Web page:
My Greek Family Table: Fresh, Regional Recipes by Maria Benardis is a re-release of the 2009 edition.

This book shares the stories of her summers cooking at her grandmother's elbow on the Greek island of Psara, and places an emphasis on eating for health and well-being. As Maria says, "This book is as much about the importance of the family and friends who share our table as it is about food." 

For more information on this cookbook, please see our review post, which shares a recipe for Lamb Filo Parcels.

We are pleased to offer five copies of this title to our EYB Members in the US and Canada. One of the entry options is to answer the following question in the comments section of this blog post.

Which recipe in the index would you like to try first?

Please note that you must be logged into the Rafflecopter contest before posting or your entry won't be counted. If you are not already a Member, you can join at no cost. The contest ends at midnight on June 24th, 2017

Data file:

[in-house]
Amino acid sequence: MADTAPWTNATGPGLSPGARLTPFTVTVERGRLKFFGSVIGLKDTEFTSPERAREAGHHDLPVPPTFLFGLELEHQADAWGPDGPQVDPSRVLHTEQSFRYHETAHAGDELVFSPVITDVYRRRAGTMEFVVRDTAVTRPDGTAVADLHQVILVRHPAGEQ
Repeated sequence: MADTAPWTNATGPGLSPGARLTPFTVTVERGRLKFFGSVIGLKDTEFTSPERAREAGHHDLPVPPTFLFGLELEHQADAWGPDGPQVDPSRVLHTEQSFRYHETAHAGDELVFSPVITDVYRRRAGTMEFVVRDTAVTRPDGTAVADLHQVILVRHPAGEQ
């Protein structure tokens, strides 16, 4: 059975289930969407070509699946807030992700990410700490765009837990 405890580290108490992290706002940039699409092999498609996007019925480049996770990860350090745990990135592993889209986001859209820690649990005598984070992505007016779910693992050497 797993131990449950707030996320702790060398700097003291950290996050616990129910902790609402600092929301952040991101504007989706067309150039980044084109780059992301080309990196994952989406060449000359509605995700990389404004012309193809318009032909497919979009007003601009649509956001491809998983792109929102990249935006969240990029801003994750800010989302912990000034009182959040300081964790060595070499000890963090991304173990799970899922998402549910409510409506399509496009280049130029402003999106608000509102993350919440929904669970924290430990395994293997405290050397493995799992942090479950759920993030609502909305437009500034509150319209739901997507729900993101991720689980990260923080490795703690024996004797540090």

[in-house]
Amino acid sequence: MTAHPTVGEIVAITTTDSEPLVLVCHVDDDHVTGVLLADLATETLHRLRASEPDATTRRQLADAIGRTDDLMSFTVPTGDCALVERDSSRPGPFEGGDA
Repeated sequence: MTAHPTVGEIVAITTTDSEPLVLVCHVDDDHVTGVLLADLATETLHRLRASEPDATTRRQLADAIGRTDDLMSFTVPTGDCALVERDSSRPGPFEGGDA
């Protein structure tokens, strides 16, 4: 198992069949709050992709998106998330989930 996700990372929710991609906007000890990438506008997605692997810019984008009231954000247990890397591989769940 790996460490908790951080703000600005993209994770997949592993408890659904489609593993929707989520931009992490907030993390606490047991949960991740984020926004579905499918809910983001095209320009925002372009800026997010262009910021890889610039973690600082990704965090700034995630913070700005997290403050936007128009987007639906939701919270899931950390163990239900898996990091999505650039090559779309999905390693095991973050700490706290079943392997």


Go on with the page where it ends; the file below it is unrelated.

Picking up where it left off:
My Greek Family Table - Maria Benardis

My Greek Family Table: Fresh, Regional Recipes by Maria Benardis is a re-release of the 2009 original edition.

This book shares the stories of Maria's summers cooking at her grandmother's elbow on the Greek island of Psara, and places an emphasis on eating for health and well-being. As Maria says, "This book is as much about the importance of the family and friends who share our table as it is about food." 

Recipes for Chicken with Herbed Feta Crust, Deep-Fried Artichokes with Yogurt and Walnut Dip, and Lamb with Avgolemono (egg and lemon sauce) along with others will tempt you to plan a Greek feast soon. The recipes also share sidebars detailing the specific health benefits of each ingredient.